I have drawn this building before, but never knew what to call it. It seemed rude to ask its name by that point. The boiler building, by the music building, has long been a favourite of mine for the rusting boilers and pipes that dot its edges, and its general old but warm feel. A slice of the old campus, a cousn of Hart Hall. Here is my previous drawing (which hung on the walls of the Pence in my show last December; it’s now available in my Etsy store). The one above was done a week or so ago, when I was invited to come and sketch it with Catherine Buscaglia, from UC Davis Design and Construction Management, who had emailed me to let me know that finally this old building will sadly be demolished later this month. I have come back a couple of times to draw it again, and may come back to witness its demise.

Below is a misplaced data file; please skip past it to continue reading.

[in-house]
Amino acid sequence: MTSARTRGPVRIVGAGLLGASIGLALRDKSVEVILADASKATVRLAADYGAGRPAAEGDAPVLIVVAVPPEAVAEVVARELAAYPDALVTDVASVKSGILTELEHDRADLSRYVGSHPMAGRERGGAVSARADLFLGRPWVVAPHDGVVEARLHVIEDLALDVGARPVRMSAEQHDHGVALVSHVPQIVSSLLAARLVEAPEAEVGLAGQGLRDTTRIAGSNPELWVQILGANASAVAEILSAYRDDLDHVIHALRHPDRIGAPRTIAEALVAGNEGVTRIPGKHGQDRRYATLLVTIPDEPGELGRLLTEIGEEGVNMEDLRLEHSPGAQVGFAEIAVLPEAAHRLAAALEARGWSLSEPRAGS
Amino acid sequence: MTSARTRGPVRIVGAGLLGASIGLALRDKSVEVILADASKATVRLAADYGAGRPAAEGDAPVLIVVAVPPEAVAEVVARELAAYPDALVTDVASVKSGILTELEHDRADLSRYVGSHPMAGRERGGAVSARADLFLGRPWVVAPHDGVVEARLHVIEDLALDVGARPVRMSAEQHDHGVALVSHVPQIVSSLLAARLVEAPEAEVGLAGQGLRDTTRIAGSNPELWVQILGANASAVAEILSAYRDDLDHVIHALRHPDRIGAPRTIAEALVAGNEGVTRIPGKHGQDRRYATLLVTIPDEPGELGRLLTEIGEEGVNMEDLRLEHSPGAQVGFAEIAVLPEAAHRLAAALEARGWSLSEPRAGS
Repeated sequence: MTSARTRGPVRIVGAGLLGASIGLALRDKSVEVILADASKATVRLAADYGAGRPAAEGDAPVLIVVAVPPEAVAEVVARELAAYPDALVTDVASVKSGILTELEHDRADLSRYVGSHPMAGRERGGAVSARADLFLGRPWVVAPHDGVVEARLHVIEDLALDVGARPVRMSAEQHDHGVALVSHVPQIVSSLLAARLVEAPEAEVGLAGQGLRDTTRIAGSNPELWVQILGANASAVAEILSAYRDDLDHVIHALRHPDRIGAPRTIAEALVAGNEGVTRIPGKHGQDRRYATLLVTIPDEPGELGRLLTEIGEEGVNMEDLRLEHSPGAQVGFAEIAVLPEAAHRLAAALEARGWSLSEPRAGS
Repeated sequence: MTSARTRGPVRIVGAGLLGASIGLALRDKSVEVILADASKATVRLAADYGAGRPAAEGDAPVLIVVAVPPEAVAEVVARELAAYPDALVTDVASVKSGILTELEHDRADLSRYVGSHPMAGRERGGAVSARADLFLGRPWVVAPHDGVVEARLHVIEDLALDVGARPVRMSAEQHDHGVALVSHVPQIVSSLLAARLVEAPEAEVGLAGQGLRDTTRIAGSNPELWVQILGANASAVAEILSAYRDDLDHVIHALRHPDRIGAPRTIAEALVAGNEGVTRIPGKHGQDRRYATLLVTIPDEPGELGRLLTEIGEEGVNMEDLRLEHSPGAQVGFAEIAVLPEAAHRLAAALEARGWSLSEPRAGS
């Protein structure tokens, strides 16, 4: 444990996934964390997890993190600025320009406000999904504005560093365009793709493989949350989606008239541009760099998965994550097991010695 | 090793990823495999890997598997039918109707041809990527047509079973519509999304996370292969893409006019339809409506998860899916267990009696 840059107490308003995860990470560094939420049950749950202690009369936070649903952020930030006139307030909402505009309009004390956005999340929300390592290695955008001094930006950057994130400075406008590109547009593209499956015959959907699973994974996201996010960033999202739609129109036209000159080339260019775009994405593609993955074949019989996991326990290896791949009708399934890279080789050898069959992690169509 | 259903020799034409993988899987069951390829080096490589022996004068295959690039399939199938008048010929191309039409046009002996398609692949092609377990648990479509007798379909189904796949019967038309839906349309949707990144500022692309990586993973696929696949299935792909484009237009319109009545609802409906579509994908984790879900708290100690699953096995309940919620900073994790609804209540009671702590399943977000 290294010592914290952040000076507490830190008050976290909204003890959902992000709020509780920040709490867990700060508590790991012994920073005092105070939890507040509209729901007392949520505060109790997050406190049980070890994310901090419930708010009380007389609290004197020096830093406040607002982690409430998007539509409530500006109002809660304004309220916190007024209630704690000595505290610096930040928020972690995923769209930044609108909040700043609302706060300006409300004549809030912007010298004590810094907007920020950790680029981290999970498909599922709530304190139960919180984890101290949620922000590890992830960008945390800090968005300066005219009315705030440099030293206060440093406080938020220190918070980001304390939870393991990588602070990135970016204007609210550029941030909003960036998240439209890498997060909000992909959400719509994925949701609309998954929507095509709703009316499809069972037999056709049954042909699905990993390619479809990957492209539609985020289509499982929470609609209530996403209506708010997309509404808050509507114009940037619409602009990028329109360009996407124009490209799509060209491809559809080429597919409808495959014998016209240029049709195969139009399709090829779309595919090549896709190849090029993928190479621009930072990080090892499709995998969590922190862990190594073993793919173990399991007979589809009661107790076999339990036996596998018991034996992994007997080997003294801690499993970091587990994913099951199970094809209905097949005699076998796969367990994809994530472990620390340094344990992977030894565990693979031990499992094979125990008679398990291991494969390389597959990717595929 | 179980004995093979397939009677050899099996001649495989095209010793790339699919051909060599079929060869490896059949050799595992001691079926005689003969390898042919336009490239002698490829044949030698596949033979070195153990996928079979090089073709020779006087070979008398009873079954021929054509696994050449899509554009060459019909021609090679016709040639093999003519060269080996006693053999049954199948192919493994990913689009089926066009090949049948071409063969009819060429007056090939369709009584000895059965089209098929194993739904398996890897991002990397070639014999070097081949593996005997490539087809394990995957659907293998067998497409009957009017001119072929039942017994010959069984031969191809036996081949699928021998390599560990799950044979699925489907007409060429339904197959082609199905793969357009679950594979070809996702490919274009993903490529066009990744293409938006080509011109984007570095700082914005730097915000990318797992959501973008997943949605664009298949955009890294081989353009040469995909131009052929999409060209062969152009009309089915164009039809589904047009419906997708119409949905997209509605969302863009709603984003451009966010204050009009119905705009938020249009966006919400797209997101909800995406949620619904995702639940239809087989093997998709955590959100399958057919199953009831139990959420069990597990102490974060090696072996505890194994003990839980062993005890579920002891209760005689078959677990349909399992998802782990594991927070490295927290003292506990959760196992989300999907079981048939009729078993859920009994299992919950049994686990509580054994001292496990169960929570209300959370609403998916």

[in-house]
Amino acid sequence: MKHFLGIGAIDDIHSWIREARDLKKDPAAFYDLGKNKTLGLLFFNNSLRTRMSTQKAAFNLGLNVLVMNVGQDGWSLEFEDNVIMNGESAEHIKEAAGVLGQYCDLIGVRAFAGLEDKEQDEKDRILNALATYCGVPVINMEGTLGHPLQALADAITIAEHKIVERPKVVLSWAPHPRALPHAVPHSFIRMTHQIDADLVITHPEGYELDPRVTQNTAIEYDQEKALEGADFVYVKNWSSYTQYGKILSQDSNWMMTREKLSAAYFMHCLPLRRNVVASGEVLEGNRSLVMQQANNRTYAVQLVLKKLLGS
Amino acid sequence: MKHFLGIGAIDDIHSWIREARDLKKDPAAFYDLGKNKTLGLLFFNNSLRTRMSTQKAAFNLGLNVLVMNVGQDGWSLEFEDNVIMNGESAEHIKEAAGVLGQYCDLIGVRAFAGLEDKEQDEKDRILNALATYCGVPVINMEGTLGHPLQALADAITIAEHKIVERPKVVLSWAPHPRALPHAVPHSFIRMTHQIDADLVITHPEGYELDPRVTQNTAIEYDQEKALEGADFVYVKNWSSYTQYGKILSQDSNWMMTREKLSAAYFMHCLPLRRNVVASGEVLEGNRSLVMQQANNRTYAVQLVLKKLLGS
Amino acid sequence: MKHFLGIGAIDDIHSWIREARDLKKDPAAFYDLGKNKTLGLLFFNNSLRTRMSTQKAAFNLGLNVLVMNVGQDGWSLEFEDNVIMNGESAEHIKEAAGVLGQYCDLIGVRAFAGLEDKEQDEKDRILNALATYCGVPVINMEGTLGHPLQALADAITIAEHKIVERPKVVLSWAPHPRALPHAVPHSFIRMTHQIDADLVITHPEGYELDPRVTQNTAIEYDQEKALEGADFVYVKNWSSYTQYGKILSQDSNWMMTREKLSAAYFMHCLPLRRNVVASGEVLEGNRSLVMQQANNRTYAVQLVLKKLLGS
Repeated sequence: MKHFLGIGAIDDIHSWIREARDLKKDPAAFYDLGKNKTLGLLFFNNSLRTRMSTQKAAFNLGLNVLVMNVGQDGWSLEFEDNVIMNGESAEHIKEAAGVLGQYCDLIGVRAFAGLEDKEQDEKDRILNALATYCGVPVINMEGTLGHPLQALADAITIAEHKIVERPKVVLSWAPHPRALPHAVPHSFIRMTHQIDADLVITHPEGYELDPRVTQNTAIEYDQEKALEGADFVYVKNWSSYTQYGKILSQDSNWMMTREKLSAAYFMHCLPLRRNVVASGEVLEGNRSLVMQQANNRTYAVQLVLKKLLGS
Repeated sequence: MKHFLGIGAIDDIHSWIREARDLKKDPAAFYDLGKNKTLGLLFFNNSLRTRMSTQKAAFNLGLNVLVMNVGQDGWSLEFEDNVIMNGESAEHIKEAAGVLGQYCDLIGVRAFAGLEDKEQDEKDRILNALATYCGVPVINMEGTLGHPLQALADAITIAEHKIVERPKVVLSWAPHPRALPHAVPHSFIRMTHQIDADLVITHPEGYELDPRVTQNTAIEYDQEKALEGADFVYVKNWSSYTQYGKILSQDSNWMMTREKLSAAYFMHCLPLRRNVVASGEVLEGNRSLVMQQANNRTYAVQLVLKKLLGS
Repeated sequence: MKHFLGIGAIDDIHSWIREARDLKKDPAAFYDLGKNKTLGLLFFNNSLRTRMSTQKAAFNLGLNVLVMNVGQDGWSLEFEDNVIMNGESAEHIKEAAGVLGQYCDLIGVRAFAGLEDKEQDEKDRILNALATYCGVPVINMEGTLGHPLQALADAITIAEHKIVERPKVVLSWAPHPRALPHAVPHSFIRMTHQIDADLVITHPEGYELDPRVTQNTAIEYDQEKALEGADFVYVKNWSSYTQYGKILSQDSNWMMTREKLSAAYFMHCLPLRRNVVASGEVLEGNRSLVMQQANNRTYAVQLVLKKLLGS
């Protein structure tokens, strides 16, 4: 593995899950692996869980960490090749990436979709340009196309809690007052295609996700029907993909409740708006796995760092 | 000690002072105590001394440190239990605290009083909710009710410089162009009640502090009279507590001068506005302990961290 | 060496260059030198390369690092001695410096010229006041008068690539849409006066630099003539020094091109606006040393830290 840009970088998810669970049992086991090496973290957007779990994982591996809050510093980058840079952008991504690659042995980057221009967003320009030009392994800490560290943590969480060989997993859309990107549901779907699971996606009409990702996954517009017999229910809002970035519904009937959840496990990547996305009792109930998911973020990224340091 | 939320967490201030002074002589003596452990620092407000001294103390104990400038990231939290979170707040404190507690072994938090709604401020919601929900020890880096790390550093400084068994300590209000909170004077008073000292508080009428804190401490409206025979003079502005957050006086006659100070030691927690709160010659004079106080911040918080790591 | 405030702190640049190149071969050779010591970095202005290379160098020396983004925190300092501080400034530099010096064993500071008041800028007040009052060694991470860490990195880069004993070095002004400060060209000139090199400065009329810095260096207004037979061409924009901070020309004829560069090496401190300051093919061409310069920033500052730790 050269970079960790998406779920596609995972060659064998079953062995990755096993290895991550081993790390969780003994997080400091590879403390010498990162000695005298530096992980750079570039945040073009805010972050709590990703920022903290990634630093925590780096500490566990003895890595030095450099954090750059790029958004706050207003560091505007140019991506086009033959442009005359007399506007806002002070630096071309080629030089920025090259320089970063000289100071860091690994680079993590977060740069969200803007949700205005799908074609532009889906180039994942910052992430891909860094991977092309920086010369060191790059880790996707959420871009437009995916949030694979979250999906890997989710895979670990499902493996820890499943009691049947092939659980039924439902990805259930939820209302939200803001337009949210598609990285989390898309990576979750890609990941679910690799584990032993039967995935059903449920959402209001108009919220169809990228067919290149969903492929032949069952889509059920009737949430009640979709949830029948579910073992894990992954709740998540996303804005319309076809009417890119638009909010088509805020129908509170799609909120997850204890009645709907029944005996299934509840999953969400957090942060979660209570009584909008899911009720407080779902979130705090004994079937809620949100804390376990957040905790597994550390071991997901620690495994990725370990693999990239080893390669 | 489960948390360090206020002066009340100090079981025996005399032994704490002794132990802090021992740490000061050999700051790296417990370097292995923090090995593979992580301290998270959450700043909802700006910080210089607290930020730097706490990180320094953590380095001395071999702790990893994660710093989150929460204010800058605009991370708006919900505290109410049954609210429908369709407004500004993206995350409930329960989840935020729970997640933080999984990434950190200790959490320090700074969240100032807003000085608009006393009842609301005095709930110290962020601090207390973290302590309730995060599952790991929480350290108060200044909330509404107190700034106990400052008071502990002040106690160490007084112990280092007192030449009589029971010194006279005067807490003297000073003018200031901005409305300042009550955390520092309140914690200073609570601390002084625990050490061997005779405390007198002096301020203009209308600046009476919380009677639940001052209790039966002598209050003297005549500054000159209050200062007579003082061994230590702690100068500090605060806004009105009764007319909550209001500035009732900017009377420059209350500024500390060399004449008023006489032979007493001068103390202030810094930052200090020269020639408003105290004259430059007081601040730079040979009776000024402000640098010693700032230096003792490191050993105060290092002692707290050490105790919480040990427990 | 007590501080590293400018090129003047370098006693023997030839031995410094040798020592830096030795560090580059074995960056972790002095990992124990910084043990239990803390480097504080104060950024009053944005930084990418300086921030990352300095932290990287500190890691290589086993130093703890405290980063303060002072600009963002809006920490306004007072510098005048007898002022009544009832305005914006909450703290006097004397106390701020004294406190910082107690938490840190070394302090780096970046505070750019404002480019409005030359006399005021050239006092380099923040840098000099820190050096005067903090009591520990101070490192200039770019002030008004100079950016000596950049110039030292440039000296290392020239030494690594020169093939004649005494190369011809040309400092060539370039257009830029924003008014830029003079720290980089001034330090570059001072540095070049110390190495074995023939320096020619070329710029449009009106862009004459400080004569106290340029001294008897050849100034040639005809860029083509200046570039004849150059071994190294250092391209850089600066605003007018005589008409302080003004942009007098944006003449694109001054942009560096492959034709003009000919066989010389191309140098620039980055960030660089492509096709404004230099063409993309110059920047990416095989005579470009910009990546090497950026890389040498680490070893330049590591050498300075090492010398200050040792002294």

Here are some of the rusty boilers I was talking about. I have drawn them before, as part of my ‘pipes and hydrants’ series, and you can see them here. I have looked through the broken window, and inside it looks even more interesting for sketchers of metal pipes, though I may be a little too scared of spiders crawling all over me to sketch inside. Below, one more, done from the front side of the building. The ever changing landscape; I wonder how it will look by the time the new academic year begins?